West Dunbartonshire's council leader has called for a better pay offer to staff to head off strike action.

The Unison and Unite unions voted for strike across in local authorities across Scotland. But West Dunbartonshire Council (WDC) workers didn't meet the 50 per cent threshold required.

Yet council leader Martin Rooney urged the Scottish Government to make staff a better offer.

But the government said it was nothing to do with them.

Councillor Rooney said their staff had endure "hardship" with pay offers that didn't match expectations.

He said: "Over time the value of their pay has been eroded.

“Lots of hard working families are struggling to make ends meet, they are really worried about being able to pay their bills, especially household energy bills and many can’t afford to go on strike and lose a day’s pay as it plunges them further into crisis.

“Our council staff don’t want to take industrial action. They would much rather be at their work carrying out the professional jobs they are trained to do. Taking industrial action which disrupts vital public services to local people is always the last resort for council workers. However, the cost of living crisis has worsened this and for many it’s the straw that broke the camel’s back.

'Pay helps cost-of-living crisis'

“I want our staff to get a decent pay rise that actually helps them to manage during the cost-of-living crisis. Apart from the fact that they deserve it for the work they do, paying our staff decent wages gives them more to spend on local goods and services, supporting businesses and jobs, so the whole community benefits from this.

“Unfortunately, the council's primary funding comes from the Scottish Government, so councils don’t have enough resources to fully fund a cost of living pay offer. We need additional funding from the Scottish Government so that, we in turn can offer our staff a reasonable pay offer which reflects the cost pressures they face.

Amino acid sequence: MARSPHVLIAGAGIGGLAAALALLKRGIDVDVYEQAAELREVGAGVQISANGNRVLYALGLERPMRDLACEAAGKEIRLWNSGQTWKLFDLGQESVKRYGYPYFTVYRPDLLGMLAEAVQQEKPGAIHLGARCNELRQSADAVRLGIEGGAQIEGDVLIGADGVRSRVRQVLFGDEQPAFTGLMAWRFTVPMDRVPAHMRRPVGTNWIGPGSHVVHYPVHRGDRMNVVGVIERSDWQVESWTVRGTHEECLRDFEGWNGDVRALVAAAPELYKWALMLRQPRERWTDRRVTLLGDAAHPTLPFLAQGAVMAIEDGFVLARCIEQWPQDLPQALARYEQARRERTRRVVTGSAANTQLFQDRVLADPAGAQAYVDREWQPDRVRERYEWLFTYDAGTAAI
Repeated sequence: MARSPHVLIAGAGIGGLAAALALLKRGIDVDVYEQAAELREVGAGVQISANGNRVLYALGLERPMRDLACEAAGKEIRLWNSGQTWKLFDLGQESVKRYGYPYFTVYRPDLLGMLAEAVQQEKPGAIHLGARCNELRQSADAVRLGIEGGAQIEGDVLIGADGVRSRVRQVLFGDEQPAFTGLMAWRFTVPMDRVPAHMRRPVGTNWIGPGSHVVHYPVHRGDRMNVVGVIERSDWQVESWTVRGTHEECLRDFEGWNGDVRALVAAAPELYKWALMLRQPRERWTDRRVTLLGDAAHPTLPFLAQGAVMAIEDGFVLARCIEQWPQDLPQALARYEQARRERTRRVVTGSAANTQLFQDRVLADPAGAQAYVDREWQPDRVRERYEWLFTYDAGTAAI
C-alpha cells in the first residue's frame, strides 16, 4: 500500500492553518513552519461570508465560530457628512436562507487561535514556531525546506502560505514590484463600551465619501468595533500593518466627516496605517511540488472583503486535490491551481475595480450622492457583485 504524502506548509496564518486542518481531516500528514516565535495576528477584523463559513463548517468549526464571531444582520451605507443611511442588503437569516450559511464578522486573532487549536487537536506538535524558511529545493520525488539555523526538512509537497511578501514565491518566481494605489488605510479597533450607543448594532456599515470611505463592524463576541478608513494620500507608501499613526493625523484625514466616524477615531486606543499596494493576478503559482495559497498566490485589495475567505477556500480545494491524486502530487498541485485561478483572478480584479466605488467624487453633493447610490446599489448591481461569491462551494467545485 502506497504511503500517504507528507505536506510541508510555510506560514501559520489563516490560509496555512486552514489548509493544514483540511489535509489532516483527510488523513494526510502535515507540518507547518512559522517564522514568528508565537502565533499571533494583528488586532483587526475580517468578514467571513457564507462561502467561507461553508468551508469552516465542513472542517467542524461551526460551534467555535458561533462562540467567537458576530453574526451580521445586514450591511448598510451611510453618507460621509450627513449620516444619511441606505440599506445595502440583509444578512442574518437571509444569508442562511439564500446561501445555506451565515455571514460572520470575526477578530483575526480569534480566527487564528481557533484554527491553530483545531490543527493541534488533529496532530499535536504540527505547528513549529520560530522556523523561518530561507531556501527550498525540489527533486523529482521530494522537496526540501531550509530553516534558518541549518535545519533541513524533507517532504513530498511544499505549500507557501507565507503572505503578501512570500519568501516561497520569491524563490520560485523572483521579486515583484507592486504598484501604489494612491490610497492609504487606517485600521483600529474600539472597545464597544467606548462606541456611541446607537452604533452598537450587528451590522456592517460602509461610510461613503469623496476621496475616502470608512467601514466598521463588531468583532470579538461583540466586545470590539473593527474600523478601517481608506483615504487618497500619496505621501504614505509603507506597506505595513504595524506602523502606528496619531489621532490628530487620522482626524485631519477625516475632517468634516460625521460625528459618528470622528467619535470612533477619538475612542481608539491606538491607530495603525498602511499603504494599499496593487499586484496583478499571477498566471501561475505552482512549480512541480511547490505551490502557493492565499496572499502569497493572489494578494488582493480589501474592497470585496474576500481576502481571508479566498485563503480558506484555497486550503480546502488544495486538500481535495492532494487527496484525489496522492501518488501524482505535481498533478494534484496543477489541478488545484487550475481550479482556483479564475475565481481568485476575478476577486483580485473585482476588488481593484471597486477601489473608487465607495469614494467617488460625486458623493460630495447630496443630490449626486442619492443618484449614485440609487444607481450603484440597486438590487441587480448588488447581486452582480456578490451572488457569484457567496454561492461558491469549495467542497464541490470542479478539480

“There’s still time to make an improved pay offer and to avoid the need for the planned industrial action.

“If councils in England, Wales and Northern Ireland can give all their staff a flat rate uplift which for those on the lowest wages means a 10.5 per cent increase, then why can’t we get the funding to do that as well."

A spokesperson said: “COSLA leaders are clear that they value hugely the local government workforce, which is why discussions with our trade union colleagues continue, in order to reach an agreement and avoid strike action.

“As employers we have a responsibility to ensure that any pay deal offered is both sustainable and affordable and that is why we are unable to go beyond the current offer at this point. As mandated by Leaders, we are currently in discussions with the Scottish Government and await their response to leaders’ request for additional funding.”

'Government cannot intervene'

A Scottish government spokesman said: "Pay settlements for council workers - excluding teachers - are a matter for Cosla and are determined through negotiations at the Scottish Joint Committee (SJC).

"As it is not a member of the SJC, the Scottish Government cannot directly intervene in pay negotiations, which are for the trade unions to negotiate with Cosla.

"The Scottish Government urges all parties to continue dialogue and seek a resolution which avoids industrial action."